While weak U.S. data was a bigger factor, the Trump saga caught the interest of dollar and bond markets because traders worry any big distraction in Washington will slow down White House and congressional efforts on tax reform and fiscal stimulus.
The latest controversy added to the dollar’s decline and helped send bond yields lower. Yields move inversely to prices. Stocks, meanwhile, brushed off the events, and the Nasdaq rallied to a new record high at 6,169, up 20 points. Bank of America Merrill Lynch, meanwhile, released a survey Tuesday showing global fund managers see Nasdaq as the world’s most crowded long trade.
“Europe is seeing an acceleration in economic activity, visible in both survey based and real economic statistics. Instead, in the US we are experiencing a deceleration, since the strength in survey based statistics (i.e. The soft data) is now rolling over and the real economic statistics failed to rebound,” wrote Alessio de Longis, portfolio manager at OppenheimerFunds Global Multi-Asset Group, in an email.
Jens Nordvig, CEO of Exante Data, said he sees the euro continuing to rise against the dollar.
“The dollar had a mega move from the summer of 2014 to just recently. That was a 25 percent move in the trade-weighted dollar. That was like a 1980s move. It’s not that the dollar is unattractive, it just went so far. I will be bearish dollar versus euro, specifically,” said Nordvig.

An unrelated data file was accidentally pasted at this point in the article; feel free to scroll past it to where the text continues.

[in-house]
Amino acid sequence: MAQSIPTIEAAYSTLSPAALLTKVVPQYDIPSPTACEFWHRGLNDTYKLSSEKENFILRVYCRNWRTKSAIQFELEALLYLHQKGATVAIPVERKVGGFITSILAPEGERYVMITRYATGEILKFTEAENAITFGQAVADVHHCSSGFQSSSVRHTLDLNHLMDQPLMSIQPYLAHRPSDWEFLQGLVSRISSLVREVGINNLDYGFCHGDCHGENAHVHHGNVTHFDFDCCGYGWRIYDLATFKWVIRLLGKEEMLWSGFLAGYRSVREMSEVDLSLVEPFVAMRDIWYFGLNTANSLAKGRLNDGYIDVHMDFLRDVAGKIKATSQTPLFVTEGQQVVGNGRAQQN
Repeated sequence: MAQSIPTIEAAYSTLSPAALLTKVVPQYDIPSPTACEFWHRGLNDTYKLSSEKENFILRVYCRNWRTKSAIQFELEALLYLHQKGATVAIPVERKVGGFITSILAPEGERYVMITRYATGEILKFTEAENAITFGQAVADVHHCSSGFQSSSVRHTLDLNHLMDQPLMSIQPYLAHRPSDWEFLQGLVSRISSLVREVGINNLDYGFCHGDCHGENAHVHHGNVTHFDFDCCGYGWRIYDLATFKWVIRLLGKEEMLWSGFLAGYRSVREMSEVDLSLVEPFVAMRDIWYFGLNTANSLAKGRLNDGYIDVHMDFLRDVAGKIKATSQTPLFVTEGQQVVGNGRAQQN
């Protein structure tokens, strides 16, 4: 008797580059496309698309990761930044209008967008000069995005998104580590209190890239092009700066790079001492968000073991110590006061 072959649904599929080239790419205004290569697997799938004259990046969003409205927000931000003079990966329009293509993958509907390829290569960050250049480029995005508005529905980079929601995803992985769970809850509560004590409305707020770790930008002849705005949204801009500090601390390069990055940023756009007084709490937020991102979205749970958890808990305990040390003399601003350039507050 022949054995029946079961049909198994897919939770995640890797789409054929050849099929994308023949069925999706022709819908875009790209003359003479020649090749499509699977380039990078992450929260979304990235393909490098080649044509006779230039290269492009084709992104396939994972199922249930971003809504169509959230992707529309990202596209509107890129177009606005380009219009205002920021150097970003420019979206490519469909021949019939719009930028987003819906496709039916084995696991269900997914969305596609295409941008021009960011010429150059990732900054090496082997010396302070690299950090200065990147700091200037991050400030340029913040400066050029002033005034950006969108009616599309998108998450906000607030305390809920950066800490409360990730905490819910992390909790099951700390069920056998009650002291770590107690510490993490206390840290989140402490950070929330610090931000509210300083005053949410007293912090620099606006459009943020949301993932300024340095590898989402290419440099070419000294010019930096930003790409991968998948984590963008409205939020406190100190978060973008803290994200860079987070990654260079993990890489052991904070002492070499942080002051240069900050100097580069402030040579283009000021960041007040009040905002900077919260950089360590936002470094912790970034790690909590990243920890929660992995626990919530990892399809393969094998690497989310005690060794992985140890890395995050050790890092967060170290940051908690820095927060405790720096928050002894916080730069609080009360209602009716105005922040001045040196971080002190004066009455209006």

Nordvig said the Trump news weighed on the dollar but it was already moving lower on the same concerns that created doubts about the Fed rate hikes.
“Obviously, there’s some of this Washington concern,” said Nordvig. “We had lower inflation numbers. People are starting to doubt whether the Fed is going to go in June and September. Beyond all of this there’s a trend change in the euro.”
First-quarter growth was just 0.7 percent, but economists are forecasting a pickup to about 3 percent or more for the second quarter. Retail sales Friday were slightly weaker than expected, and housing starts Tuesday also disappointed. However, a positive was the jump in factory production, which was up 1 percent in April after declining 0.4 percent in March.
“The data in the first quarter, particularly March, was weak, and the market was expecting the April data to improve. While it’s improving, it’s not improving by as much as the market was expecting,” said Thanos Vamvakidis, head of global G-10 currency strategy at Bank of America Merrill Lynch.
Vamvakidis said the decline in odds for a June rate hike was surprising. “A week ago, it was a done deal. Now it’s not fully priced in,” he said. Market odds for September have fallen to about 40 percent from about 50 percent, he added.
On Wednesday, mortgage applications are released at 7 a.m. ET. The New York Fed releases a household debt and credit report at 11 a.m. ET.
Oil inventory data is released at 10:30 a.m.
Watch: Fed moves more important than fiscal policy